PEMFC Subzero Cold Start in a Quasi-Adiabatic Single Cell Fixture
Common single cell testing methodologies of testing PEMFCs’ materials for subzero cold start applications include freeze/thaw cycling for durability and isothermal water fill tests for cold start approximation. These testing protocols are limited because of the massive thermal sink of the fixtures endplates. In a stack of 350 or more repeat cells there is exothermic heating from adjacent cells. An adiabatic single cell fuel cell fixture was developed in 2004 at United Technologies Research Center. The goal of the proposed work presented herein is to further refine the design and testing methodologies.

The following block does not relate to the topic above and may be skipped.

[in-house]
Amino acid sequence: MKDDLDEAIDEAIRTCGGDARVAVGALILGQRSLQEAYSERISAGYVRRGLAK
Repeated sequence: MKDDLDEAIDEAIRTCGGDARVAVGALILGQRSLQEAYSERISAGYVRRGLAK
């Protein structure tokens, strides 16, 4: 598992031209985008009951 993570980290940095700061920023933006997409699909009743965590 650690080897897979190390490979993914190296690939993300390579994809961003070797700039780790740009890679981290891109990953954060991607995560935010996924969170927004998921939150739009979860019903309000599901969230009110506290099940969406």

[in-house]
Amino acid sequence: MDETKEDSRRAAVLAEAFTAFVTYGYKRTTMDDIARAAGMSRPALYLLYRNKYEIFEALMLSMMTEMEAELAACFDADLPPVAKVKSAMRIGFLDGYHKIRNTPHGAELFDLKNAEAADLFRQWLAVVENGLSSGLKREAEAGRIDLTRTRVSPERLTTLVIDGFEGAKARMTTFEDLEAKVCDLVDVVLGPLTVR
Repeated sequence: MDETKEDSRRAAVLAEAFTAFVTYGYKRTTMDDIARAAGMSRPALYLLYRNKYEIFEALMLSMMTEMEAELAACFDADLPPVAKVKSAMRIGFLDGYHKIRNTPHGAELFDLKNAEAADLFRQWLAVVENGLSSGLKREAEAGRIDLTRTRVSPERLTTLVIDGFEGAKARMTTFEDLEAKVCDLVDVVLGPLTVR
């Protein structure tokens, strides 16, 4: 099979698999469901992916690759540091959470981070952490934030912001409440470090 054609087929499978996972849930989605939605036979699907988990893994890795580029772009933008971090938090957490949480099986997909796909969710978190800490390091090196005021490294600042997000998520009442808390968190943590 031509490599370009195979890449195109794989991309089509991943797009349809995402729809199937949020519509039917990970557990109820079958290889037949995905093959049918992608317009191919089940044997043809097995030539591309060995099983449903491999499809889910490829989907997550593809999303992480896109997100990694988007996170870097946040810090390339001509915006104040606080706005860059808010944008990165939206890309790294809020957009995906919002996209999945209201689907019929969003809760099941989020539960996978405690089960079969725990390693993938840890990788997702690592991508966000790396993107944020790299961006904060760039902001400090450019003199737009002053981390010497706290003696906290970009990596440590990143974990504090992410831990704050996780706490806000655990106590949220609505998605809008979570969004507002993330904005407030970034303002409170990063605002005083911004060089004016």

A quasi-adiabatic single-cell fuel cell fixture was designed, built, and validated to emulate cold starts at the stack level, see Figure 1. This cell meets or exceeds internal requirements for pressure distribution at the MEA/GDL interface based on both modeling and mechanical testing. Balsa wood (vs synthetic alternatives) was used as a rigid insulation material. With the current fixture geometry (16cm2 active area), stresses do not exceed the ultimate stress of the weakest piece of balsa. To examine thermal distribution, the cell was frozen to a uniform temperature and heated using embedded heating pads as guard-heaters with a constant heat flux. This temperature data was then input into a finite element model in COMSOL. It was found that a large degree of insulative and guard-heat ability was obtained noted by the zero heat flux condition of the model results within the graphite flow field. Galvanic and potentiostatic cold starts were performed with the fuel cell fixture and show limitations in the MEA and the fuel cell test station. The galvanic tests set to 600 mA cm-2 were dominated by sufficiently high membrane resistances such that the fuel cell test station could not apply a constant current condition forcing the cell to be ramped up from a voltage minimum of less than<0.1V. Potentiostatic cold starts were set to 0.1V till the current attained a value of 600 mA cm-2.